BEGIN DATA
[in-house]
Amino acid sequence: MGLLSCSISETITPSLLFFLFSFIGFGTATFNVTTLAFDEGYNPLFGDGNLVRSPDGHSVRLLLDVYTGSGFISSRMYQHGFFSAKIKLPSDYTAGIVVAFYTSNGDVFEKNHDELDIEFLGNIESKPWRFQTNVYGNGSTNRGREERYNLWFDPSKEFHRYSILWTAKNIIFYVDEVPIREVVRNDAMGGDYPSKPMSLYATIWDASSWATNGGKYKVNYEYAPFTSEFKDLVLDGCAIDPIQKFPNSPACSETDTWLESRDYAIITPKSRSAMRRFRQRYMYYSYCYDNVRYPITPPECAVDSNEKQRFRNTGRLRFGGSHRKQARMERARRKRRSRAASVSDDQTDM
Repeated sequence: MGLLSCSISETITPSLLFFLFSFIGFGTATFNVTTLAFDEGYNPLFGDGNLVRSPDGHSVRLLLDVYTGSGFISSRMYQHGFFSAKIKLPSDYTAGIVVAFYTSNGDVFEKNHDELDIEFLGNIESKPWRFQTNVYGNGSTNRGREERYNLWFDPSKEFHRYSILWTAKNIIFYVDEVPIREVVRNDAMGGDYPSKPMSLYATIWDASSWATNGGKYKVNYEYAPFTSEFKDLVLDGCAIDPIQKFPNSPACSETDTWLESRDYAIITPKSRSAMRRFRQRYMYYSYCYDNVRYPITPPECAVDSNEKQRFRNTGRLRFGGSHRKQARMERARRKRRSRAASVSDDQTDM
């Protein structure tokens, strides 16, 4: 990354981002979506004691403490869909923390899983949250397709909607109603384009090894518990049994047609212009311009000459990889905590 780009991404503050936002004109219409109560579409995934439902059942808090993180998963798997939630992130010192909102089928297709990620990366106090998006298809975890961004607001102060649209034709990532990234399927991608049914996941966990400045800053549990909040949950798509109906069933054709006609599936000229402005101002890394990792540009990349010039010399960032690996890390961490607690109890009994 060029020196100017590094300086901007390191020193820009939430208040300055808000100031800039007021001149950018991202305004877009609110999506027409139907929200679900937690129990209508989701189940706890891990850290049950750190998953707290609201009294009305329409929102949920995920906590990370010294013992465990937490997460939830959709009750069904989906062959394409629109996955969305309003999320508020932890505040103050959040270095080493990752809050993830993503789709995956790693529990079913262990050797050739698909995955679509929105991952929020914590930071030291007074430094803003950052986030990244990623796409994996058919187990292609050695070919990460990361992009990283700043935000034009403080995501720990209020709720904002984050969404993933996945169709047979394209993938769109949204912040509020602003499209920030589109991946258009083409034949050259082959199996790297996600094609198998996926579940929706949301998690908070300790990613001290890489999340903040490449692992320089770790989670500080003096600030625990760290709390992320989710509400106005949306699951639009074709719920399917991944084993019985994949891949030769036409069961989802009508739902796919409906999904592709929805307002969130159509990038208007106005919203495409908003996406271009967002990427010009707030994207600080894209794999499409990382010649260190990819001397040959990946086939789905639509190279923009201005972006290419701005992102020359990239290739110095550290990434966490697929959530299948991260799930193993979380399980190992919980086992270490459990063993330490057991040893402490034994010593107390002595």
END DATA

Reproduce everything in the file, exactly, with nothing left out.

[in-house]
Amino acid sequence: MGLLSCSISETITPSLLFFLFSFIGFGTATFNVTTLAFDEGYNPLFGDGNLVRSPDGHSVRLLLDVYTGSGFISSRMYQHGFFSAKIKLPSDYTAGIVVAFYTSNGDVFEKNHDELDIEFLGNIESKPWRFQTNVYGNGSTNRGREERYNLWFDPSKEFHRYSILWTAKNIIFYVDEVPIREVVRNDAMGGDYPSKPMSLYATIWDASSWATNGGKYKVNYEYAPFTSEFKDLVLDGCAIDPIQKFPNSPACSETDTWLESRDYAIITPKSRSAMRRFRQRYMYYSYCYDNVRYPITPPECAVDSNEKQRFRNTGRLRFGGSHRKQARMERARRKRRSRAASVSDDQTDM
Repeated sequence: MGLLSCSISETITPSLLFFLFSFIGFGTATFNVTTLAFDEGYNPLFGDGNLVRSPDGHSVRLLLDVYTGSGFISSRMYQHGFFSAKIKLPSDYTAGIVVAFYTSNGDVFEKNHDELDIEFLGNIESKPWRFQTNVYGNGSTNRGREERYNLWFDPSKEFHRYSILWTAKNIIFYVDEVPIREVVRNDAMGGDYPSKPMSLYATIWDASSWATNGGKYKVNYEYAPFTSEFKDLVLDGCAIDPIQKFPNSPACSETDTWLESRDYAIITPKSRSAMRRFRQRYMYYSYCYDNVRYPITPPECAVDSNEKQRFRNTGRLRFGGSHRKQARMERARRKRRSRAASVSDDQTDM
């Protein structure tokens, strides 16, 4: 990354981002979506004691403490869909923390899983949250397709909607109603384009090894518990049994047609212009311009000459990889905590 780009991404503050936002004109219409109560579409995934439902059942808090993180998963798997939630992130010192909102089928297709990620990366106090998006298809975890961004607001102060649209034709990532990234399927991608049914996941966990400045800053549990909040949950798509109906069933054709006609599936000229402005101002890394990792540009990349010039010399960032690996890390961490607690109890009994 060029020196100017590094300086901007390191020193820009939430208040300055808000100031800039007021001149950018991202305004877009609110999506027409139907929200679900937690129990209508989701189940706890891990850290049950750190998953707290609201009294009305329409929102949920995920906590990370010294013992465990937490997460939830959709009750069904989906062959394409629109996955969305309003999320508020932890505040103050959040270095080493990752809050993830993503789709995956790693529990079913262990050797050739698909995955679509929105991952929020914590930071030291007074430094803003950052986030990244990623796409994996058919187990292609050695070919990460990361992009990283700043935000034009403080995501720990209020709720904002984050969404993933996945169709047979394209993938769109949204912040509020602003499209920030589109991946258009083409034949050259082959199996790297996600094609198998996926579940929706949301998690908070300790990613001290890489999340903040490449692992320089770790989670500080003096600030625990760290709390992320989710509400106005949306699951639009074709719920399917991944084993019985994949891949030769036409069961989802009508739902796919409906999904592709929805307002969130159509990038208007106005919203495409908003996406271009967002990427010009707030994207600080894209794999499409990382010649260190990819001397040959990946086939789905639509190279923009201005972006290419701005992102020359990239290739110095550290990434966490697929959530299948991260799930193993979380399980190992919980086992270490459990063993330490057991040893402490034994010593107390002595």